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Alien invaders

Battles are tough, stakes are high in weed war

Posted: Sunday, July 17, 2005

Every summer the unsightly sequels surface to dominate the competition and leave the public disgusted and annoyed.

This is not the movie box office.

Invasive plants, or the al-Qaida of weeds, wreak havoc on Juneau's parks, backyards and roadsides every growing season.

"Choking" was the word a horticulturist used to describe what Alaska bamboo does to nearby plants. The stalks are often used as an ornament around yards until homeowners discover other plants dying.

"It's a horrid thing," said David Lendrum, with Landscape Alaska. The bamboo's roots can erode soil 100 times faster than other plants, he said.

You can't chop it. You can't dig it up. You can't lob a cache of herbicides at it unless you follow a specific procedure, Lendrum said.

The bamboo has a reservoir of starch stemming from a potato-like root that gives it life after death. It has to be exhausted before gardeners can go in for the kill.

Lendrum said to cut the bamboo to the ground and let it grow back three times, then the potato is weak enough for an herbicide such as Roundup.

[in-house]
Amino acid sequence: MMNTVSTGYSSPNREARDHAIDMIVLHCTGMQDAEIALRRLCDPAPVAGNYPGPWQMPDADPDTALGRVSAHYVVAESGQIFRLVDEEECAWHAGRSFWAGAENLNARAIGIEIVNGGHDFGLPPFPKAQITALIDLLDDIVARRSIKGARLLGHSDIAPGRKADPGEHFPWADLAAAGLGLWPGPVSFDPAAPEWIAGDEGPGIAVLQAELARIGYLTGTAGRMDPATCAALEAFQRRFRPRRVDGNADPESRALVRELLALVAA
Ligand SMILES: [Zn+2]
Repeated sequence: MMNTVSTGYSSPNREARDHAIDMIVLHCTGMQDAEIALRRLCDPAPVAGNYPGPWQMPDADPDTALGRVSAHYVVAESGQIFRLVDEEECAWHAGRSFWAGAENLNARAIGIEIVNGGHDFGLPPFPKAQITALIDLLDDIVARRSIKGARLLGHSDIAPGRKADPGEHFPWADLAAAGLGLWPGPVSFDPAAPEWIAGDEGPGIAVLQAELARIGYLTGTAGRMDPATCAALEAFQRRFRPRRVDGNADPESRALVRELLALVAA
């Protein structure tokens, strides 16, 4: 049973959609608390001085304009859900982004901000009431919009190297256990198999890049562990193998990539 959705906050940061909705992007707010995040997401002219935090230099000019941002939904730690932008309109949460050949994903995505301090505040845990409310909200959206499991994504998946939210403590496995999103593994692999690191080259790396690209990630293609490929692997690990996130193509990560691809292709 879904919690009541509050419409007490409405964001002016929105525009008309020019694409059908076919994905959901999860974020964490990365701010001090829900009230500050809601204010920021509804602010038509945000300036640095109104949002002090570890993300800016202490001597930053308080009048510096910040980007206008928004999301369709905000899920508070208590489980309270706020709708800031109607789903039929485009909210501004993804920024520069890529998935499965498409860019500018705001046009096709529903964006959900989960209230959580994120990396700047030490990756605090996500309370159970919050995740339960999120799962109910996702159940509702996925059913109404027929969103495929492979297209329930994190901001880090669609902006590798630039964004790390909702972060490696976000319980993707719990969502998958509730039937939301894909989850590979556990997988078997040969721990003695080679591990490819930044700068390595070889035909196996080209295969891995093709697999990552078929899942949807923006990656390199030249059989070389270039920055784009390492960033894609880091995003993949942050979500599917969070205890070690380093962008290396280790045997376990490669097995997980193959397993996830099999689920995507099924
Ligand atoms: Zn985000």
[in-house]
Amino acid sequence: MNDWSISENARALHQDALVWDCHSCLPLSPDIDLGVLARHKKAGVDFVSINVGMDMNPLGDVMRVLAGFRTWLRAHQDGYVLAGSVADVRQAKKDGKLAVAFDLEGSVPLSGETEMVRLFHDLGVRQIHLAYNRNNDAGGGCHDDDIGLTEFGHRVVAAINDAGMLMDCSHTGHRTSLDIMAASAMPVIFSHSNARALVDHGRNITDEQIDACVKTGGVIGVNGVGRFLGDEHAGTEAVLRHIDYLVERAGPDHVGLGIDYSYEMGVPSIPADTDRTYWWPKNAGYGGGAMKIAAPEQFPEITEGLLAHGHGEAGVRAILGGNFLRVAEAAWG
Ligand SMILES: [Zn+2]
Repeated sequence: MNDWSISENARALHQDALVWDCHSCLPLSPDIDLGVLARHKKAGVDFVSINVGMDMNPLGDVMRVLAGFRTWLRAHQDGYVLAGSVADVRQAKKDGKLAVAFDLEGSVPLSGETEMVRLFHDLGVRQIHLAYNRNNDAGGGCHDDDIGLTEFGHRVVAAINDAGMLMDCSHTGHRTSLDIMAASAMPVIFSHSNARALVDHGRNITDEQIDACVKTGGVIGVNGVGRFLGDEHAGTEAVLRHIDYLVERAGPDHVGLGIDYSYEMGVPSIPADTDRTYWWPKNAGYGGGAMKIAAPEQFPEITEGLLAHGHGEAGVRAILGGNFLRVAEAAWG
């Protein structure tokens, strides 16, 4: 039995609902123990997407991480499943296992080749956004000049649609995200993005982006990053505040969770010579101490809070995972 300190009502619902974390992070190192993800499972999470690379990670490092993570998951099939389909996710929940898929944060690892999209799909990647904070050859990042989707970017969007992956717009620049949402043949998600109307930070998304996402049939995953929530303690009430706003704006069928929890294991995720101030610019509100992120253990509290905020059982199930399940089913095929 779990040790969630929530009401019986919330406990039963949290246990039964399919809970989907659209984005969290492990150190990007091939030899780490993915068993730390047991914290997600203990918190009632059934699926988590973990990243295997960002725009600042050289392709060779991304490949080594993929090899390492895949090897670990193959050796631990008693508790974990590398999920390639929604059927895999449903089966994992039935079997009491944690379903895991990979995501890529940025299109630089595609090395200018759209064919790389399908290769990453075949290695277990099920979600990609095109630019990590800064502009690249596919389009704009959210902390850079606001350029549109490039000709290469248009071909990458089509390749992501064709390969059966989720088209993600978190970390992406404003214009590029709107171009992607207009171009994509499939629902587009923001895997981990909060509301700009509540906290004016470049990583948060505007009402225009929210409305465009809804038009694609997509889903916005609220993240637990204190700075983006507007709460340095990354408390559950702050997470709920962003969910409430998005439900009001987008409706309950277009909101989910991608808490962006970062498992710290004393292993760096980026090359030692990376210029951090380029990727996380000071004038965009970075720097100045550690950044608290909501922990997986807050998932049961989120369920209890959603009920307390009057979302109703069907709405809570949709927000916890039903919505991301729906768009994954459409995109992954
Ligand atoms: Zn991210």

Bamboo follows the Juneau road system; Lendrum suspects carelessness of the Department of Transportation and Public Facilities led to the spread of the weed.

One could also see a number of "Juneau's most wanted" at Twin Lakes park, Auke Village Recreation Area and the Juneau Indian Village near the Governor's Mansion.

The city Department of Parks and Recreation engages in the battle as well, attacking Japanese knotweed every two weeks.

Global warming and the extra sunshine this summer are helping invasive plants grow in larger numbers than before.

The local agriculture equivalent of homeland security fighting this ecoterrorism is a unit of concerned scientists and naturalists known as Juneau Invasive Plant Action.

While many worry about wildfires consuming forests, one JIPA member said garlic mustard has done the same thing in Washington with its agenda to carpet acres and acres of woodlands.

The group meets in early spring and summer for mornings and afternoons of weed pulling, in which members manually rip out the weeds and discard them properly.

Member Samia Savell said not to try this alone, unless people know how to decontaminate themselves after working in the field. Garlic mustard can carry up to 500 seeds that fit nicely under sneakers, she said. The seeds have a life span of about five to seven years.

• Andrew Petty can be reached at andrew.petty@juneauempire.com.



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